Thursday, March 22, 2007

Best Practices in Social Entrepreneurship

Somewhat related to my metrics post a few weeks ago, I've just come across Duke's Case Studies Database for Scaling Social Impact.

These are mostly cases used for teaching, but there are also many lessons to learn by any social entrepreneur.

Sunday, March 18, 2007

"Bridging" Knowledge about ICTs and Entrepreneurship has a number of interesting reports on promoting entrepreneurship in developing economies. The organization also offers a large number of case studies relating to ICTs and grass-roots technology initiatives.

I really like their model of bringing experts together online. As stated in their overview, one of the benefits of connecting online is preventing environmental damage caused by air travel.

Monday, March 12, 2007

Win €20.000 for your social venture

The BiD Challenge is an international business plan competition organised each year by the BiD Network Foundation. Their mission is to contribute to sustainable development by stimulating entrepreneurship in developing countries. Find out more at The deadline is May 31st and you can win up to €20.000.

Winning Social Capitalists

I know that Fast Company's Social Capitalist Awards winners list has been out for a while, but I only recently had a chance to peruse the ventures.

There are a few mainstays:
ACCION International
Endeavor Global
Grameen Foundation
Teach for America

Among the recipients, there seems to be a very clear trend toward providing access to education in the United States and around the world.

I've come across Endeavor Global before and was very excited about their success and business model to help entrepreneurs in Latin America and Africa. Likewise, EcoLogic Finance provides support to coffee growing entrepreneurs.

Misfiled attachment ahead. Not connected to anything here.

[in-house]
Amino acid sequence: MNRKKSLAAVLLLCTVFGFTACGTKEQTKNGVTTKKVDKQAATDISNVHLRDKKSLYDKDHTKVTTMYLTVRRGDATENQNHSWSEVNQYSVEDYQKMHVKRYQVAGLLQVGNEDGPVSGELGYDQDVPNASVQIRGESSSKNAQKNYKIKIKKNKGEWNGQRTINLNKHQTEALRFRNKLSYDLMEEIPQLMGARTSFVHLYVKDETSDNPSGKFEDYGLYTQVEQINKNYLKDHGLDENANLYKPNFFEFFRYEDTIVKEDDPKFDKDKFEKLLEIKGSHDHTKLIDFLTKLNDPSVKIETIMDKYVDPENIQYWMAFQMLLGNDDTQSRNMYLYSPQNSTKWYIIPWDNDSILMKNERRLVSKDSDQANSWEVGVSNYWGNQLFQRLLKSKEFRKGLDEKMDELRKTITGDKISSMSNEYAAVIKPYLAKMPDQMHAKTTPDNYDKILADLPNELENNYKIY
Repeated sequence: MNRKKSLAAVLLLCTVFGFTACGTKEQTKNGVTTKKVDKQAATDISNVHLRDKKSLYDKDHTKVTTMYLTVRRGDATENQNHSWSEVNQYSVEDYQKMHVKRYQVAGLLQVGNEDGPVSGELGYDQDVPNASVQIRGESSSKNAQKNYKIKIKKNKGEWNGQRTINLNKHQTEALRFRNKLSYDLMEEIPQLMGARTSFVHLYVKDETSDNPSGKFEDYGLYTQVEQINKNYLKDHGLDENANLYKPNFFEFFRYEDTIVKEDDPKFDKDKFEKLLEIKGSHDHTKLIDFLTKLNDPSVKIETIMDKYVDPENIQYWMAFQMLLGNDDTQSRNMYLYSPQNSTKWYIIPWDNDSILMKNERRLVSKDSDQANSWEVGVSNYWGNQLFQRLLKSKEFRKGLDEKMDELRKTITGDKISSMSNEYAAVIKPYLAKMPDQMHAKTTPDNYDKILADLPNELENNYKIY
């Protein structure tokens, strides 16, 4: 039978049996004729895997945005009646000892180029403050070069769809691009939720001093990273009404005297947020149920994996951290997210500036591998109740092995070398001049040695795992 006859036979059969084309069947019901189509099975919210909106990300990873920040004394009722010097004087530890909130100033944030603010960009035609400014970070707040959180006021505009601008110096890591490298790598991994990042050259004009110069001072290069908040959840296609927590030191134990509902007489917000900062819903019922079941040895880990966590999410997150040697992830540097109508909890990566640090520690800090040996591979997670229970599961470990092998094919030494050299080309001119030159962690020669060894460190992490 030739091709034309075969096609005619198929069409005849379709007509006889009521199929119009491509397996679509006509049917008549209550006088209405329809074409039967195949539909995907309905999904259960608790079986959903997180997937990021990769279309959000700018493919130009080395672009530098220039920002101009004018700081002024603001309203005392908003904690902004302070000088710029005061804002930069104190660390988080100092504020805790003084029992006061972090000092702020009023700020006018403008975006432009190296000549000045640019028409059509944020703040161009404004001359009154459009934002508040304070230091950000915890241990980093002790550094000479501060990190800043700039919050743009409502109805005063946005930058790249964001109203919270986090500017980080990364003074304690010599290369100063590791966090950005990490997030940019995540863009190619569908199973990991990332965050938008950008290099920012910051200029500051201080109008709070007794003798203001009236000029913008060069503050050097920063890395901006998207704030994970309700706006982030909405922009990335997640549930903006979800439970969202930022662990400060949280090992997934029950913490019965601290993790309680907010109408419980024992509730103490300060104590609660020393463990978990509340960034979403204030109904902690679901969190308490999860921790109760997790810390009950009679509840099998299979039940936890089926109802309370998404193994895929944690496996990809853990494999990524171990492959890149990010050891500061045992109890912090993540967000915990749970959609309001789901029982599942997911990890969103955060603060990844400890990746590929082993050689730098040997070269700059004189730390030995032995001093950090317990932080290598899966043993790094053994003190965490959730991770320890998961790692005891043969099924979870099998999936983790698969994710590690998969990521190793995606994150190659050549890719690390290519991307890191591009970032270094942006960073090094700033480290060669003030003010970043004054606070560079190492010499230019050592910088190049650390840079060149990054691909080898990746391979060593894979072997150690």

(And, as per the earlier discussion about metrics, maybe the Nonprofit Finance Fund offers some insight...).

Follow Up on Comments

As per Erik's comments on my last entry, I agree that with metrics there comes a danger of "teaching to the test."

That is part of the challenge of developing appropriate metrics (that take into account cultural aspects of the community served, for example). However, metrics are important to determine the impact made on the community and, although at times they may be difficult to qualify (or, even more so, quantify), they can help to make the most significant impact (and make sure that the venture continues to maintain its standard of service/support over time).

Despite the danger of "teaching to the test" with metrics, I assume that social ventures aim to make a positive impact. I think that being able to measure some aspects of the impact attests to the societal value of the organization (whether the metrics are quantitative or qualitative). I guess these metrics have to be very specific to the organization, however, in order to avoid the problem of broadly-defined outcomes that might encourage "teaching to the test." However, if teaching to the test means that there are some positive societal outcomes, it might not be a negative approach.